• According to various embodiments, FIG. 8 illustrates a housing that is assembled but not in the locked position. Compression plate [0049] 34 can be positioned in base 32. Top 30 can be hinged on base 32. Top 30 can be divided into two portions that are hinged on opposite sides of base 32. According to various embodiments, the top 30 can be hinged on one side of base 32 or the top can be divided into more than two portions. Top 30 can include ribs 100 to compress compression plate 34 when the cover is moved to the locked position. The two portions of top 30 can form an opening so that the elevated portion 22 of compression plate 34 can protrude through top 30 when the cover is in a locked position. Top 30 and base 32 can include releasably mating mechanism 40. Releasably mating mechanism 40 can clamp top 30 to base 32 when the top 30 is flipped along the hinged portion into the locked position. Clamping top 30 to base 32 can force ribs 100 to push compression plate 34 down to engage the hybridization frame (not shown). Top 30 can be released by unclamping releasably mating mechanism 40.
  • According to various embodiments, FIGS. 9A-9B illustrate a housing that is unassembled and assembled, respectively. FIG. 9A illustrates the housing unassembled with cover [0050] 18 including top 30 and compression plate 34. Compression plate 34 can include elevated portion 22 and inlet port 20. Top 30 can include five sides similar to a “match-box” with a closed end. Base 32 can include handle 80 for pushing and pulling base 32 into and out of top 30. Top 30 can include ribs 100. Compression plate 34 can include sloped ribs to compress compression plate 34 when it is positioned in base 32 and base 32 is pushed into top 30 to the locked position. FIG. 9B illustrates a side view of the assembled housing. The broken lines illustrate the interior of the housing, including base 32, compression plate 34, and ribs 100. Top 30 can include an opening that allows elevated portion 22 to protrude above top 30. Handle 80 can protrude from the open end of top 30. Ribs 100 and the sloped ribs of compression plate 34 can provide the releasably mating mechanism and compress compression plate 34. Pushing base 32 into top 30 can force ribs 100 to push compression plate 34 down to engage the hybridization frame (not shown). Base 34 can be released by pulling handle 80 horizontally away from top 30.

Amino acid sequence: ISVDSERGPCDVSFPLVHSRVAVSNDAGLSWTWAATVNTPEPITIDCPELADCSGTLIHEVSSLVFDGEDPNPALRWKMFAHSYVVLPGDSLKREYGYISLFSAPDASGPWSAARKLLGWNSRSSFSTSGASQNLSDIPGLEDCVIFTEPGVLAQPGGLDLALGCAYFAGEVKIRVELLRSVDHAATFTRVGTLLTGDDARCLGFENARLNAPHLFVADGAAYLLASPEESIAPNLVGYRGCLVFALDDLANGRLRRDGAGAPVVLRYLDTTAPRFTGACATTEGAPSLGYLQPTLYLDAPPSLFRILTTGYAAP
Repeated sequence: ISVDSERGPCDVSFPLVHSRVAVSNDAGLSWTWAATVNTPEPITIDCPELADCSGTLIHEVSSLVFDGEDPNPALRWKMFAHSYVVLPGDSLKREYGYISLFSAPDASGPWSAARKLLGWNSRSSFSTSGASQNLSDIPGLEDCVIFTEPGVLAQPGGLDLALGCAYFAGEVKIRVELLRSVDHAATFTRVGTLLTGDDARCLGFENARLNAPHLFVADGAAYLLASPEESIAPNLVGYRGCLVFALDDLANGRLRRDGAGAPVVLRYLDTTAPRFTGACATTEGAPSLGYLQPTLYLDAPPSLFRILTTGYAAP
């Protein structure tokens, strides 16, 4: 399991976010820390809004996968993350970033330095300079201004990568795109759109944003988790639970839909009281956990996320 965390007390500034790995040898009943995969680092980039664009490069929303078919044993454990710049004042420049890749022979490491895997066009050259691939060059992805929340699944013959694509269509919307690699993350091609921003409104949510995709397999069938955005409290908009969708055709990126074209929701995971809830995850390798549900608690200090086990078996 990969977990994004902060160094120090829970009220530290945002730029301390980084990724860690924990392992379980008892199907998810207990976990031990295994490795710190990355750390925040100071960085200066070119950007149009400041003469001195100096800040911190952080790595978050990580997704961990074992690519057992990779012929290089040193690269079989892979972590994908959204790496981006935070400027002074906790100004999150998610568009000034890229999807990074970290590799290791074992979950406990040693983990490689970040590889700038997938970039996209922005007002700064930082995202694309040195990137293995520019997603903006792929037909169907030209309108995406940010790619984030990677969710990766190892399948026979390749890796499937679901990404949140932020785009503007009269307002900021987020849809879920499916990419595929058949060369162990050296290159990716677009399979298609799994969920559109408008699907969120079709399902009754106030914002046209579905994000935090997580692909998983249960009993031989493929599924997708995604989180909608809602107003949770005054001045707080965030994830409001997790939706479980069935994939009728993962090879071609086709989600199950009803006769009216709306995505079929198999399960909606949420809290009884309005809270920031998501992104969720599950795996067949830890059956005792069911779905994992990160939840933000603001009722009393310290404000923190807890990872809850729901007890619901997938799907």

• According to various embodiments, FIG. 10 illustrates a housing that is unassembled and assembled. FIG. 10 illustrates the housing unassembled with cover [0051] 18 which can include top 30 and compression plate 34. Top 30 can include handles 80 for rotating top 30 to the locked position. Cap 36 can block hybridization fluid from escaping from the hybridization chamber through inlet port 20 in elevated portion 22 of compression plate 34. Top 30 can include an opening to allow elevated portion 22 of compression plate 34 to protrude above top 30. Base 32 and top 30 can include releasably mating mechanism 40. Releasably mating mechanism 40 can include prongs that move along a guide when the top 30 is rotated to move the top 30 to a locked position. Splitting the cover 18 into a top 30 and compression plate 34 can provide for releasably mating mechanism 40 that is moved in a locked position by rotating top 30 without rotating compression plate 34. Rotating top 30 can push compression plate 34 down to engage hybridization frame 16. Top 34 can be released by rotating in the reverse direction and pulling up. Base 32 can include window 120 that provides access to the underside of substrate 10. A bar code can be positioned to the underside of substrate 10 can be accessed through window 120.